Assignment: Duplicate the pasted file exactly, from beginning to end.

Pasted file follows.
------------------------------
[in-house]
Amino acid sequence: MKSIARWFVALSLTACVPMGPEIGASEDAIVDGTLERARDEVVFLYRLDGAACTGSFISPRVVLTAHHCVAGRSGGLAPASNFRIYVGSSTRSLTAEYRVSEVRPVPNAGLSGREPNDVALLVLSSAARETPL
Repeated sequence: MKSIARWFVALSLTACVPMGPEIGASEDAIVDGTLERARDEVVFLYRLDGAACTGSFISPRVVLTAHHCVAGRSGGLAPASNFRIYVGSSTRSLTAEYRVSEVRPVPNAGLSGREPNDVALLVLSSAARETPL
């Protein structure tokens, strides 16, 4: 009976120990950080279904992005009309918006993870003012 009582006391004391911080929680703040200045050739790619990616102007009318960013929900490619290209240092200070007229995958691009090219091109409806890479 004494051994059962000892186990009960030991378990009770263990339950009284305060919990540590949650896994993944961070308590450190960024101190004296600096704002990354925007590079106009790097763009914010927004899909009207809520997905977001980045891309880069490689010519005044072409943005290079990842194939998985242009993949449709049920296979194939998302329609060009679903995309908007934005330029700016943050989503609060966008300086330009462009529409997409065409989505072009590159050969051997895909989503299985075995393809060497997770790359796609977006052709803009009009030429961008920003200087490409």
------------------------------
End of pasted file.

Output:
[in-house]
Amino acid sequence: MKSIARWFVALSLTACVPMGPEIGASEDAIVDGTLERARDEVVFLYRLDGAACTGSFISPRVVLTAHHCVAGRSGGLAPASNFRIYVGSSTRSLTAEYRVSEVRPVPNAGLSGREPNDVALLVLSSAARETPL
Repeated sequence: MKSIARWFVALSLTACVPMGPEIGASEDAIVDGTLERARDEVVFLYRLDGAACTGSFISPRVVLTAHHCVAGRSGGLAPASNFRIYVGSSTRSLTAEYRVSEVRPVPNAGLSGREPNDVALLVLSSAARETPL
């Protein structure tokens, strides 16, 4: 009976120990950080279904992005009309918006993870003012 009582006391004391911080929680703040200045050739790619990616102007009318960013929900490619290209240092200070007229995958691009090219091109409806890479 004494051994059962000892186990009960030991378990009770263990339950009284305060919990540590949650896994993944961070308590450190960024101190004296600096704002990354925007590079106009790097763009914010927004899909009207809520997905977001980045891309880069490689010519005044072409943005290079990842194939998985242009993949449709049920296979194939998302329609060009679903995309908007934005330029700016943050989503609060966008300086330009462009529409997409065409989505072009590159050969051997895909989503299985075995393809060497997770790359796609977006052709803009009009030429961008920003200087490409």